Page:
The Oregon Tax Court held that the state was not constitutionally prohibited from imposing its statewide 911 tax on an out-of-state VOIP service provider with no physical presence in the state. The court held that the 911 tax was not a sales or use tax because it was not measured by sales price (rather it was a fixed fee) or imposed on the purchase or sale of telecommunication services (rather on those who have access to the 911 system through such services). Accordingly, the 911 tax was not a tax controlled by the Quill physical presence standard for Commerce Clause purposes. Instead, the court found that the taxpayer’s regular sales of telecommunication devices and services directly to Oregon residents constituted sufficient purposeful availment (Due Process) and substantial nexus with the state (Commerce Clause) to satisfy both constitutional standards. In finding that the tax did not create an undue burden on interstate commerce, the court found that the taxpayer did not show that the tax created a “welter of complicated obligations” similar to the sales and use taxes in Bellas Hess and Quill. Ooma Inc. v. Dep’t of Revenue, No. TC-MD 160375G (Or. Tax Ct. Apr. 13, 2018).
The New Mexico Administrative Hearings Office affirmed the Taxation and Revenue Department’s assessment based on General Electric’s exclusion of foreign dividend and Subpart F income from its base income in its New Mexico consolidated return. In this case of first impression, the Hearings Office held that New Mexico’s inclusion of dividends and Subpart F income received from foreign affiliates, while excluding dividends received from domestic affiliates, did not unconstitutionally discriminate against foreign commerce, did not result in multiple taxation of foreign commerce, and did not result in unfair apportionment of foreign commerce. The Hearings Office engaged in a detailed analysis of US Supreme Court case law regarding state taxation of foreign commerce, as well as the New Mexico Supreme Court’s decision in Conoco, Inc. v. Taxation & Revenue Dep’t, 931 P.2d 730 (N.M. 1996), in which the court prohibited the state from including foreign dividend income in the base for separate method filers because domestic dividends were provided favorable treatment over foreign dividends.
With respect to facial discrimination, the Hearings Office determined that there was no facial discrimination under the consolidated reporting method elected by General Electric, because unlike the separate reporting situation considered in Conoco, the inclusion of the domestic subsidiaries’ income in General Electric’s consolidated group created a “taxing symmetry.” According to the Hearings Office, the consolidated reporting method ensured that the income generation activity of the entire group, including the income ultimately distributed through domestic dividends, is still included. The Hearings Office further found that there was no inevitable multiple taxation of foreign income because the apportionment factor included factor representation of the foreign activity and the New Mexico tax was not imposed on the foreign corporation itself, but was an apportioned tax on the entire domestic consolidated group’s income. Regarding General Electric’s third argument, the Hearings Office held that General Electric had not met its burden of showing that the apportionment method resulted in unfair apportionment of income to New Mexico. The Hearings Office cited the US Supreme Court’s decision in Container Corp. v. Franchise Tax Bd., 463 U.S. 159 (1983), for the proposition that standard three-factor apportionment formulas generally avoid unfair distortion and observed the difficulty of finding that General Electric’s 0.1895% New Mexico apportionment factor was “out of all appropriate proportion” to its New Mexico business activities.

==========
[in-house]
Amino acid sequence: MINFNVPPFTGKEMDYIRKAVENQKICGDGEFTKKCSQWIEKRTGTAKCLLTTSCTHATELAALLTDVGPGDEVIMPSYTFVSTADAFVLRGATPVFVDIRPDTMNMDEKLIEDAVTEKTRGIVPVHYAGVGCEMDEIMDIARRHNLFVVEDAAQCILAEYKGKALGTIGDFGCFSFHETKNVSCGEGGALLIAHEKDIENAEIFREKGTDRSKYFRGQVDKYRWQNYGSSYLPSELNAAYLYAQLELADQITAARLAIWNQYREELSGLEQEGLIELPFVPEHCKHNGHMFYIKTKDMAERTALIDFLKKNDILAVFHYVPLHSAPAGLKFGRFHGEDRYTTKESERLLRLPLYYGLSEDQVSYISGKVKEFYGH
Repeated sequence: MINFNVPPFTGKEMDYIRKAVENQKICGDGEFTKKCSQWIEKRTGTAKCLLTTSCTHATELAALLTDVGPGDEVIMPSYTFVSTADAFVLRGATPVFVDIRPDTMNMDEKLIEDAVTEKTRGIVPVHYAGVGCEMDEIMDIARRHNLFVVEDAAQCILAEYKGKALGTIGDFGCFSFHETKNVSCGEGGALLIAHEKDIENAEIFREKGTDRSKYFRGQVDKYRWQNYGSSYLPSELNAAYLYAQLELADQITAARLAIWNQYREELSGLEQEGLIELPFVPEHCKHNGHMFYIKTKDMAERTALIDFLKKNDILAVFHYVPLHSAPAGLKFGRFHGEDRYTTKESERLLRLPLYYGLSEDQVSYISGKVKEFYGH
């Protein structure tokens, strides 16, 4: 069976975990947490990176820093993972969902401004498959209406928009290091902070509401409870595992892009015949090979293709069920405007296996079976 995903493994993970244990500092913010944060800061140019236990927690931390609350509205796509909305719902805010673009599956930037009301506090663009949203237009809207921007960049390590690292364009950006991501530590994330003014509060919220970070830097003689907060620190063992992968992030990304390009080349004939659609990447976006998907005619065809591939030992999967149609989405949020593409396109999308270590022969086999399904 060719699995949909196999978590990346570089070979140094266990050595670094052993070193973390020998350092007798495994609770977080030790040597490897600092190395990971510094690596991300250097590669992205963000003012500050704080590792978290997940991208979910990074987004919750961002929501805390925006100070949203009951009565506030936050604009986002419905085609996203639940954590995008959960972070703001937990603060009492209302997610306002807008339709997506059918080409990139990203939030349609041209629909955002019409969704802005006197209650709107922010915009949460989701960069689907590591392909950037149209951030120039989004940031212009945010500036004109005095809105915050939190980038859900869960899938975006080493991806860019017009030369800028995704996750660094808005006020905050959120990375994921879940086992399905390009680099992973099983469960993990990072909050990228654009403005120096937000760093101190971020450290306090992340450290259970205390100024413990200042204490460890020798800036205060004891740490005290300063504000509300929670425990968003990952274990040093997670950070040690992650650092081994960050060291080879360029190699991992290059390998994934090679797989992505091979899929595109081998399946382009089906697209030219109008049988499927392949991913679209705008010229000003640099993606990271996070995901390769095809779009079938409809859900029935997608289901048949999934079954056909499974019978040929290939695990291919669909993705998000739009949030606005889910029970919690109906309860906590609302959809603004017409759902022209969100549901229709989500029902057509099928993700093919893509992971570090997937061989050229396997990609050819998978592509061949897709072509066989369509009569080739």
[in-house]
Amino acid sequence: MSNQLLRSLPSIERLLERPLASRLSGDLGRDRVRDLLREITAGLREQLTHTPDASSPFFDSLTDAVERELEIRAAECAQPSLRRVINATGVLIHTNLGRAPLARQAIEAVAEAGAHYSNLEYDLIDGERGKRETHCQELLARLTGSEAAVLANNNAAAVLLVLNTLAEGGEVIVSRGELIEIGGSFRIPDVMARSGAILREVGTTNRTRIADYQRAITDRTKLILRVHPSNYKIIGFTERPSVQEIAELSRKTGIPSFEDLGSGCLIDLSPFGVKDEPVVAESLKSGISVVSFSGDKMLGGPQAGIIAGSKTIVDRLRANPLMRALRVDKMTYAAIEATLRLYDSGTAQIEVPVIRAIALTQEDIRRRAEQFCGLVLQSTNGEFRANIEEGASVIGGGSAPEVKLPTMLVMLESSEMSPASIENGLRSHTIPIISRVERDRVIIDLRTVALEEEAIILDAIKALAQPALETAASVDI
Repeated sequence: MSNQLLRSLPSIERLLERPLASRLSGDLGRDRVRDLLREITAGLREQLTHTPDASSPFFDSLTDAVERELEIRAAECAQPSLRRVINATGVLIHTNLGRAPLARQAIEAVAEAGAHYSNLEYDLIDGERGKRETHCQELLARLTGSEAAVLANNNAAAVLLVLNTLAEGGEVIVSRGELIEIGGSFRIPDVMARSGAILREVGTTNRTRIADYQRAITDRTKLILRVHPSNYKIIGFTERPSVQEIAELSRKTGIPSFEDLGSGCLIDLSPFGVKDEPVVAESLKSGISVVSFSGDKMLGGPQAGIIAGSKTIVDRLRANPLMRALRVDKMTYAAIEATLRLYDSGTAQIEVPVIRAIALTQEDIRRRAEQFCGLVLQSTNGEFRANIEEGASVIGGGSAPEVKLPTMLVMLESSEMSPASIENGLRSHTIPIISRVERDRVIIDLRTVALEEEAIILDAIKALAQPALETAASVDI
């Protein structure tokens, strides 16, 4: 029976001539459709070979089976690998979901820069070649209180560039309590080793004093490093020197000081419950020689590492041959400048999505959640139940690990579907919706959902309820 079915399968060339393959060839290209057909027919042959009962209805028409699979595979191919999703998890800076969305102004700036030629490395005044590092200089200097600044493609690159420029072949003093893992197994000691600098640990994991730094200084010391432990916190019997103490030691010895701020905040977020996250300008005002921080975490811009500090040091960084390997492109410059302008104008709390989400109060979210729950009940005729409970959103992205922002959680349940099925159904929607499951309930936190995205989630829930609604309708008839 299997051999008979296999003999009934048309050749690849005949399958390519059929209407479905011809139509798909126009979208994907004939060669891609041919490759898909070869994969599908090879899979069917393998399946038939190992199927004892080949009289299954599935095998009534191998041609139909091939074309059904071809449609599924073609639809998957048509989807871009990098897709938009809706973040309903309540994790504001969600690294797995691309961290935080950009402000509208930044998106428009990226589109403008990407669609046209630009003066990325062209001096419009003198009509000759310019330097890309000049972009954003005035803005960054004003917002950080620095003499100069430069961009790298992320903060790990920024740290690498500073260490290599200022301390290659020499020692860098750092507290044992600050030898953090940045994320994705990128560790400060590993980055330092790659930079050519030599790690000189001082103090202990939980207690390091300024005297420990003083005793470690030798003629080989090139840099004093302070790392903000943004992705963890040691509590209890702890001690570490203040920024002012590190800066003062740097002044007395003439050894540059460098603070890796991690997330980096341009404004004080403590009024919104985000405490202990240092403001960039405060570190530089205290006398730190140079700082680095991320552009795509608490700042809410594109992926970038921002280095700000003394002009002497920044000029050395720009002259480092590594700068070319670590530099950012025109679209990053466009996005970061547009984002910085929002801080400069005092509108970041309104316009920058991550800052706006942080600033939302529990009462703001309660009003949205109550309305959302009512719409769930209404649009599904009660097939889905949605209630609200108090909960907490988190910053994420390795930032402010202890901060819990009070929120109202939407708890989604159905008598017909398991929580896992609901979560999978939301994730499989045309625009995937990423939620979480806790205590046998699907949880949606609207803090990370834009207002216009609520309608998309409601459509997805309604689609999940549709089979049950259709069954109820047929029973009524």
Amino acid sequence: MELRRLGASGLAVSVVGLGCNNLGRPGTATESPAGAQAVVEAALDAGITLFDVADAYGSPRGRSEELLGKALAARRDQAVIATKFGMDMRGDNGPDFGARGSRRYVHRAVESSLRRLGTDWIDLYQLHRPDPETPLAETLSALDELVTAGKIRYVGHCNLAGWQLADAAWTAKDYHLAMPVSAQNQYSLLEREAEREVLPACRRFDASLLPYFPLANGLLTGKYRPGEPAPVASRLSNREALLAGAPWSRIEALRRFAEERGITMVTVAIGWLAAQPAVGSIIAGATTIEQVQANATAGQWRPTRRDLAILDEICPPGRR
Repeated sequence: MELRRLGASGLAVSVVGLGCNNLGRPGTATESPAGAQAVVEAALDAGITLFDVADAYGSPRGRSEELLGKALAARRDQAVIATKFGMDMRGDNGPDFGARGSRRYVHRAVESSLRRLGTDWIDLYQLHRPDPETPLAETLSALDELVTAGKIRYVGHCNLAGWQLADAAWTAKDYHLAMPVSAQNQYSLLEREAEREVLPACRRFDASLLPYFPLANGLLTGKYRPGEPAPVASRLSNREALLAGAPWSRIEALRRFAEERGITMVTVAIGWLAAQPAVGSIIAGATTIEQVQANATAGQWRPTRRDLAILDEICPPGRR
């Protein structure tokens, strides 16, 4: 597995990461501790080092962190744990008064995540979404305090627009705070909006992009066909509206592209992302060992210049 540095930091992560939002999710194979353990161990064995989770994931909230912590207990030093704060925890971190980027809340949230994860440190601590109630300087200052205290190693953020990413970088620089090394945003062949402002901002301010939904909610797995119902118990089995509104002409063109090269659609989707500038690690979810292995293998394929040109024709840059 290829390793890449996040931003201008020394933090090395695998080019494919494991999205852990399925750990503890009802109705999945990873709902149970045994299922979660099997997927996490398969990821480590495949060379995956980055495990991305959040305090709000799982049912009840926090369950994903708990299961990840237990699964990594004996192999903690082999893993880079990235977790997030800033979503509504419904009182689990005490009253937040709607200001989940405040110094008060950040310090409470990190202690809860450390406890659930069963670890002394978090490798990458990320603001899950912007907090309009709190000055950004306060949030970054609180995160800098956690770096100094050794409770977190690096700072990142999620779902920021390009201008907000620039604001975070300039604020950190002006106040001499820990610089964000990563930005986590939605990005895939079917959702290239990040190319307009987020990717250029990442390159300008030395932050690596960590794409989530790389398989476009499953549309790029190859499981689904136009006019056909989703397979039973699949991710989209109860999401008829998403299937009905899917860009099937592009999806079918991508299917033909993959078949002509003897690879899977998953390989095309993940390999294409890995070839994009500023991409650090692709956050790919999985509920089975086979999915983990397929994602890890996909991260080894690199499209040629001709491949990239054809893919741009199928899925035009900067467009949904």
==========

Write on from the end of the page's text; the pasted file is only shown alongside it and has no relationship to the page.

In addition to the rulings based on the Commerce Clause arguments, the Hearings Office held that General Electric had a good faith legal basis for excluding foreign dividends and subpart F income from its New Mexico income, given that this was a case of first impression in New Mexico. As a result, the civil negligence penalty under N.M. Stat. Ann. § 7-1-69 was abated. Finally, the Hearings Office denied General Electric’s request for an award of costs and fees related to the protest. New Mexico law provides for the award of reasonable costs and attorney’s fees when a taxpayer is the prevailing party in an administrative proceeding under N.M. Stat. Ann. § 7-1-29.1. The Hearings Office held that General Electric did not prevail on the major issue of the hearing and therefore was not entitled to costs and fees. In the Matter of the Protest of General Electric Company & Subsidiaries, N.M. Admin. Hearings Office, Decision and Order No. 18-12 (Apr. 6, 2018).
The state and local tax (SALT) implications of federal tax reform are numerous, yet still often unclear. With states releasing new law and guidance about federal tax reform, taxpayers must stay abreast of this very dynamic area of law. In this videocast, Todd Lard and Todd Betor discuss the gating question to the SALT implications of federal tax reform—state conformity to the IRC—along with other SALT considerations pertaining to major general, domestic and international tax provisions included in the new tax law.
On November 2, 2017, Republicans in the House of Representatives released their much-anticipated tax reform bill. The Tax Cuts and Jobs Act proposes numerous changes to the Internal Revenue Code, many of which will have an impact on taxpayers’ state and local tax liabilities.
- Most states conform to the federal income tax base —at least in part. Consequently, federal base changes—either in the form of contraction or expansion—will have an impact on the state tax bases. States will need to weigh many considerations as they decide whether to conform.
- The Commerce Clause may restrict a state’s ability to conform to some of the international tax provisions of the House Plan that may not also apply to purely domestic companies.
- The House Plan proposes numerous changes that would move toward a territorial system of taxation. These will have an impact on state and local taxation, both by changing a taxpayer’s federal taxable income and by impacting taxpayer decision-making.